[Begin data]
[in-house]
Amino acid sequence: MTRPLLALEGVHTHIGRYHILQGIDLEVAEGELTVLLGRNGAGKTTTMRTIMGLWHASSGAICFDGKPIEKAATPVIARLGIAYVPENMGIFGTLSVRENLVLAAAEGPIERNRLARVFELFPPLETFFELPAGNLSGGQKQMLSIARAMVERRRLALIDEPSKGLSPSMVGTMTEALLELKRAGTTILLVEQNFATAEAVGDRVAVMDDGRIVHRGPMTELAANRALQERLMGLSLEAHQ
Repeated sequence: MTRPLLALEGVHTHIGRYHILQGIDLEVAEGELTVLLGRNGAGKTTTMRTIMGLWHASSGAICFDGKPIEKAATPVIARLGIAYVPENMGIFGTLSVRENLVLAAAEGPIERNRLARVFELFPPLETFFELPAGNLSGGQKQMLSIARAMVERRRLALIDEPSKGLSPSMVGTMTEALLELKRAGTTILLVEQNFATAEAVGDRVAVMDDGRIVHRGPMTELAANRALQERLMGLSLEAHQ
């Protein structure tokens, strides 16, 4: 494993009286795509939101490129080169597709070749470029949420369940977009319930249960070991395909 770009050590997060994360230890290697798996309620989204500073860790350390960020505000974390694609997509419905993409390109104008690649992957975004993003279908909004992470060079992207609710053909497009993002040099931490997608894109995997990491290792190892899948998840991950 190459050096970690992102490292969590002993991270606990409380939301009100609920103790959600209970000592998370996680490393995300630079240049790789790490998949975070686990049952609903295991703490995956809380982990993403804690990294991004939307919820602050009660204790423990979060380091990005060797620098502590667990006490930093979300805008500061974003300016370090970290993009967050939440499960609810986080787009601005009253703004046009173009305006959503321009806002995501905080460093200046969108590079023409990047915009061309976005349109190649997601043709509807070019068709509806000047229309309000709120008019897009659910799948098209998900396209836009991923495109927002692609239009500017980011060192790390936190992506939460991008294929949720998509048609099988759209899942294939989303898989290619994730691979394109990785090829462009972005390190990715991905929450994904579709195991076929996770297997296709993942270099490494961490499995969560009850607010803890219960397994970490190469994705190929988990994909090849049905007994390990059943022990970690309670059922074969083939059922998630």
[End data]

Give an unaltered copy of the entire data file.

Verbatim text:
[in-house]
Amino acid sequence: MTRPLLALEGVHTHIGRYHILQGIDLEVAEGELTVLLGRNGAGKTTTMRTIMGLWHASSGAICFDGKPIEKAATPVIARLGIAYVPENMGIFGTLSVRENLVLAAAEGPIERNRLARVFELFPPLETFFELPAGNLSGGQKQMLSIARAMVERRRLALIDEPSKGLSPSMVGTMTEALLELKRAGTTILLVEQNFATAEAVGDRVAVMDDGRIVHRGPMTELAANRALQERLMGLSLEAHQ
Repeated sequence: MTRPLLALEGVHTHIGRYHILQGIDLEVAEGELTVLLGRNGAGKTTTMRTIMGLWHASSGAICFDGKPIEKAATPVIARLGIAYVPENMGIFGTLSVRENLVLAAAEGPIERNRLARVFELFPPLETFFELPAGNLSGGQKQMLSIARAMVERRRLALIDEPSKGLSPSMVGTMTEALLELKRAGTTILLVEQNFATAEAVGDRVAVMDDGRIVHRGPMTELAANRALQERLMGLSLEAHQ
């Protein structure tokens, strides 16, 4: 494993009286795509939101490129080169597709070749470029949420369940977009319930249960070991395909 770009050590997060994360230890290697798996309620989204500073860790350390960020505000974390694609997509419905993409390109104008690649992957975004993003279908909004992470060079992207609710053909497009993002040099931490997608894109995997990491290792190892899948998840991950 190459050096970690992102490292969590002993991270606990409380939301009100609920103790959600209970000592998370996680490393995300630079240049790789790490998949975070686990049952609903295991703490995956809380982990993403804690990294991004939307919820602050009660204790423990979060380091990005060797620098502590667990006490930093979300805008500061974003300016370090970290993009967050939440499960609810986080787009601005009253703004046009173009305006959503321009806002995501905080460093200046969108590079023409990047915009061309976005349109190649997601043709509807070019068709509806000047229309309000709120008019897009659910799948098209998900396209836009991923495109927002692609239009500017980011060192790390936190992506939460991008294929949720998509048609099988759209899942294939989303898989290619994730691979394109990785090829462009972005390190990715991905929450994904579709195991076929996770297997296709993942270099490494961490499995969560009850607010803890219960397994970490190469994705190929988990994909090849049905007994390990059943022990970690309670059922074969083939059922998630």